This transcript has been adjusted to correct minor mistakes and provide you with the most up-to-date addresses for all the referenced links…
Hello, and welcome to week two of the #WriteANovel2021 here on The Writer’s Everything.
#WriteANovel2021 Week 2
Well, we just completed our first full week of 2021, and I have to say, it doesn’t really feel like anything has changed. But, we should never let the craziness and violence of the rest of the world keep us from living our lives and achieving our goals. My time—your time—is far too precious to waste it on unproductive concerns and issues, things that we cannot do anything about.
That being said, I am elated to announce that my writing this month is already going better than it ever has before. What excites me the most is not just that I have ideas, including an outline for the sequel to my debut novel, Chronicles of the Infected: Those They Betrayed, but that I’m actually getting things done.
This is already the most regular writing I’ve ever done, and allowing all of you to hold me accountable is what’s made that possible. I advertised the #2021NovelChallenge extensively and I was amazed at the support and participation I got for the project. So now it’s time for me to put my money where my mouth is, and that is exactly what I need to turn my goals into a reality.
So before we get started with this week’s assignment, I’d like to give you all a little bit of an update on my writing.
Aside from the novel that I’m going to develop week by week for the #2021NovelChallenge, I am also working on my Chronicles of the Infected sequel. I have new marketing strategies and new titles planned for both of the books in the series. My tentative titles are Sanctum: a Chronicles of the Infected novel, and Delirium: a Chronicles of the Infected novel.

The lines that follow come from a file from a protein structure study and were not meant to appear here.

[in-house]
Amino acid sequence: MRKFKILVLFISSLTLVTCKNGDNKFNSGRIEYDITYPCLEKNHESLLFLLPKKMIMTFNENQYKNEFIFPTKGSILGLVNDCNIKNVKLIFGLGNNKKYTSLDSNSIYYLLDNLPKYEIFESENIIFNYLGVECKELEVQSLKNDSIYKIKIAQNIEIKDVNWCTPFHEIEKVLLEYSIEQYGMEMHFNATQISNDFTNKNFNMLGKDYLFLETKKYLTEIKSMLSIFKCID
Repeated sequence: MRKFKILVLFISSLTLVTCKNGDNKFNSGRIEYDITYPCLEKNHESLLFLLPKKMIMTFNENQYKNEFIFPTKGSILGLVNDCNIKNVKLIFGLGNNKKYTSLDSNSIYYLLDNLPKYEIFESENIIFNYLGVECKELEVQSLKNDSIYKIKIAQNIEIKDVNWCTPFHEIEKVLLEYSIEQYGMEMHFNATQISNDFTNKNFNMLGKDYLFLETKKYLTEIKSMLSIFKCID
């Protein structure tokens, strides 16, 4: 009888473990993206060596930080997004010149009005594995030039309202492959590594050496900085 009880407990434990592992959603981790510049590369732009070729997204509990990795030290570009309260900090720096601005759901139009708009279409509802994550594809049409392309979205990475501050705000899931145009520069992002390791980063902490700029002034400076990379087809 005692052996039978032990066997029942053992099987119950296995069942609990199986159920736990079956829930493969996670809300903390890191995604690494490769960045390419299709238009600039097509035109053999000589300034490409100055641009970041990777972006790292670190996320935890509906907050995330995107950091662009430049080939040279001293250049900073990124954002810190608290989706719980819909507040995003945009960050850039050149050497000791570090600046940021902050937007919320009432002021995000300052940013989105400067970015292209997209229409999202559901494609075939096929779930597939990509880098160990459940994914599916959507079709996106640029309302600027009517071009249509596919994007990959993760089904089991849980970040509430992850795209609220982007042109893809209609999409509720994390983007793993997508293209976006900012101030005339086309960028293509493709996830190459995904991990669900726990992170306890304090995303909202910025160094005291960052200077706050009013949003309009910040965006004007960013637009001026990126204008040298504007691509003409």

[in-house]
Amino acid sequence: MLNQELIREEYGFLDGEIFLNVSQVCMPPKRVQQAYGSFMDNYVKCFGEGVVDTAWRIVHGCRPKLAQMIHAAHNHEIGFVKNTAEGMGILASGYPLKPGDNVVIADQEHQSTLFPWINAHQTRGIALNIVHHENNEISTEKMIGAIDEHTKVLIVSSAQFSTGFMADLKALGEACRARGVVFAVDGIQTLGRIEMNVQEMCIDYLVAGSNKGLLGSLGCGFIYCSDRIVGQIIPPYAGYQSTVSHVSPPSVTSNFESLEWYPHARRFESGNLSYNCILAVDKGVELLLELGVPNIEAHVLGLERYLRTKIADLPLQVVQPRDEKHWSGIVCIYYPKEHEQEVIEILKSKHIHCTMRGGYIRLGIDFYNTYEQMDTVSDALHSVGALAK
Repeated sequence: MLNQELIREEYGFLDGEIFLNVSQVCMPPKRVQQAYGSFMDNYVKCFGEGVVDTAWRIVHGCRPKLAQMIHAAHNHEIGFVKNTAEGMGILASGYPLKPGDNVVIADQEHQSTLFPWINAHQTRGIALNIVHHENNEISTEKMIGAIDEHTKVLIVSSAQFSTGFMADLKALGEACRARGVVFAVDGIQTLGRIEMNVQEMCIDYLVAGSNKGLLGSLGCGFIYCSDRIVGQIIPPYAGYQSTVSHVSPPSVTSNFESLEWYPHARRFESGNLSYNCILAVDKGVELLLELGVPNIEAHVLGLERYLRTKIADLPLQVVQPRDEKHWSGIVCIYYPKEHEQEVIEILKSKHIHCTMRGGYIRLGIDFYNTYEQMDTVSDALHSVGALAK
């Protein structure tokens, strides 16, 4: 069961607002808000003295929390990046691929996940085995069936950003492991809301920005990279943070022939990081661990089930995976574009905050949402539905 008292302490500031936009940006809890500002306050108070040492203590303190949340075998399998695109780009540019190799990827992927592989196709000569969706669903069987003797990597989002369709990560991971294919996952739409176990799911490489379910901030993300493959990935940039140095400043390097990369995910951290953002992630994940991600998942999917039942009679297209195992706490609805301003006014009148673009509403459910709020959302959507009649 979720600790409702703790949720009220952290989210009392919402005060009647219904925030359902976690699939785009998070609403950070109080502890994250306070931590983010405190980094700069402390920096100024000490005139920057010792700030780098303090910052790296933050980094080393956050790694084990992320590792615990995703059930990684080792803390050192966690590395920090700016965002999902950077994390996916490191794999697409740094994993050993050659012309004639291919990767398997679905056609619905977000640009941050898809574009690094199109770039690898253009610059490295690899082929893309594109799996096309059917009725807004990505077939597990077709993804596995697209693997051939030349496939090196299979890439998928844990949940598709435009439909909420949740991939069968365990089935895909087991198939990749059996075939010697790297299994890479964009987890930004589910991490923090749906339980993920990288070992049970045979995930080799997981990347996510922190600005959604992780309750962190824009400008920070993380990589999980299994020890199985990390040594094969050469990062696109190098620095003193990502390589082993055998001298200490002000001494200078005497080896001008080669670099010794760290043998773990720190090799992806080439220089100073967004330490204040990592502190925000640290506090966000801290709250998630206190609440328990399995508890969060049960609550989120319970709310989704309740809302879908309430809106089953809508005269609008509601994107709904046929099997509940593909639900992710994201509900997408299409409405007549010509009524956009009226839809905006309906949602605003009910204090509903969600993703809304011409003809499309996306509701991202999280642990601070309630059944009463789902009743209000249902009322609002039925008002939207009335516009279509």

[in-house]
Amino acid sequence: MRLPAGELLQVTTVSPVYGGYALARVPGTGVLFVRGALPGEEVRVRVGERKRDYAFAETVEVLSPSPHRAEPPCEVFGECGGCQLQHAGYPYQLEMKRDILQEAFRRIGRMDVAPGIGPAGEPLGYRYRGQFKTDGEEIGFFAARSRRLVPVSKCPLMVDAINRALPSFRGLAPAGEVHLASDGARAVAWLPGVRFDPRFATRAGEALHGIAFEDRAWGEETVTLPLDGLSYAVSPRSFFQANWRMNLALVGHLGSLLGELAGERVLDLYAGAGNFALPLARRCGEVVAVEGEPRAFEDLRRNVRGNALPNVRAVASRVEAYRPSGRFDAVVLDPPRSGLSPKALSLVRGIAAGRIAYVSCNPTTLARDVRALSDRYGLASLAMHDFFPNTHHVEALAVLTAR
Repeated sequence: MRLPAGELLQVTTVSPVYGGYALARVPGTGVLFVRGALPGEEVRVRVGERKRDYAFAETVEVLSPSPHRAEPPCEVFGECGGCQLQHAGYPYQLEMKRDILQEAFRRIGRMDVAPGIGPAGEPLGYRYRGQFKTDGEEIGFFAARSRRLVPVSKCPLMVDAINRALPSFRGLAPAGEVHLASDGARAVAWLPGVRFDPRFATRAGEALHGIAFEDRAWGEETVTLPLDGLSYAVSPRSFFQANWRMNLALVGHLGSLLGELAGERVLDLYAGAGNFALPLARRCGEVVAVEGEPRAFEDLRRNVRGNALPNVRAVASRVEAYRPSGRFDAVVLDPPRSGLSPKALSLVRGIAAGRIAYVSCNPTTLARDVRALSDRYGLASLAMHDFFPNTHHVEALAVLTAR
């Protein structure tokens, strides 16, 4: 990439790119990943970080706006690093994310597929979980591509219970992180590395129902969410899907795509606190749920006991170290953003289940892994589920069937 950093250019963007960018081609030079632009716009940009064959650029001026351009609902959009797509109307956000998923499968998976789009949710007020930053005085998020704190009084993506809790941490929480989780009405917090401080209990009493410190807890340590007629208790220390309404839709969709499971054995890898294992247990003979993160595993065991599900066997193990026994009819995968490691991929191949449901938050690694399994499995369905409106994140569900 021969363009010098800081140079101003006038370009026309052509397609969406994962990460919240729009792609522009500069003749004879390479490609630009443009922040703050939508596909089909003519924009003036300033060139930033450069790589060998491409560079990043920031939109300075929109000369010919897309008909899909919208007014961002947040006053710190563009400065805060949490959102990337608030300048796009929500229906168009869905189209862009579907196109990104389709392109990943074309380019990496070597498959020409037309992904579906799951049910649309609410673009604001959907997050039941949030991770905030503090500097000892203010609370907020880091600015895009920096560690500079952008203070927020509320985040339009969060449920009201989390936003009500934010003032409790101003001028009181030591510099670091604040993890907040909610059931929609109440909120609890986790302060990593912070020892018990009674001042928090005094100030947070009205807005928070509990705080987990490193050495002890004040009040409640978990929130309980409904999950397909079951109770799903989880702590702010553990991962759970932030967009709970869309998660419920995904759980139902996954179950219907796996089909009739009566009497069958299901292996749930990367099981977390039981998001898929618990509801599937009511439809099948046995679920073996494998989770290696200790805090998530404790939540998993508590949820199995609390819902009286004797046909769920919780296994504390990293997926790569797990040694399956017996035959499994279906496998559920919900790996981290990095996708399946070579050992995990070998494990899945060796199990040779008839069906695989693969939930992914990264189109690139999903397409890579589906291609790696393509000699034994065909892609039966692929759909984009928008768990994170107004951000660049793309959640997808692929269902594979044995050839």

Today, as of the time of my writing this podcast, I had the idea for a non-fiction book that I think could be original and beneficial for many authors. I’m not going to give too much of it away at this point, because I want to be further down the road before I reveal what that idea is, but I’ll share more details as I progress on it. I’m aiming to keep it short, simple, and to the point, but also make sure that it’s as useful as possible.
I also had some exciting results reaching out to some of the best writing podcast hosts around. K.M. Weiland of the Helping Writers Become Authors podcast was not interested in doing an interview, but she was kind enough to tweet out my #2021NovelChallenge with a link to the first episode of the podcast. Now, somehow, the podcast ended up posting without background music, which was extremely disappointing and embarrassing, but thankfully, I noticed the problem within a couple hours and had it fixed before I went to bed that night.
Rachael Herron was also so kind as to respond to my interview request. Now, she explained to me that her rule for interviews is that the podcast has to have at least 15 episodes before she’ll appear on it. And of course, that makes sense considering how many podcasters give up shortly after just barely starting their podcasts. Thankfully, though, this is the seventh episode of The Writer’s Everything podcast. So if I keep my current rate up, which I’m certainly aiming to do, I’ll be planning on doing an interview with her within the next couple months. And I’m sure you’ll definitely enjoy hearing from her. She has had the opportunity on her podcast to talk to many different writers and hear countless different tips and tricks about the writing process from them.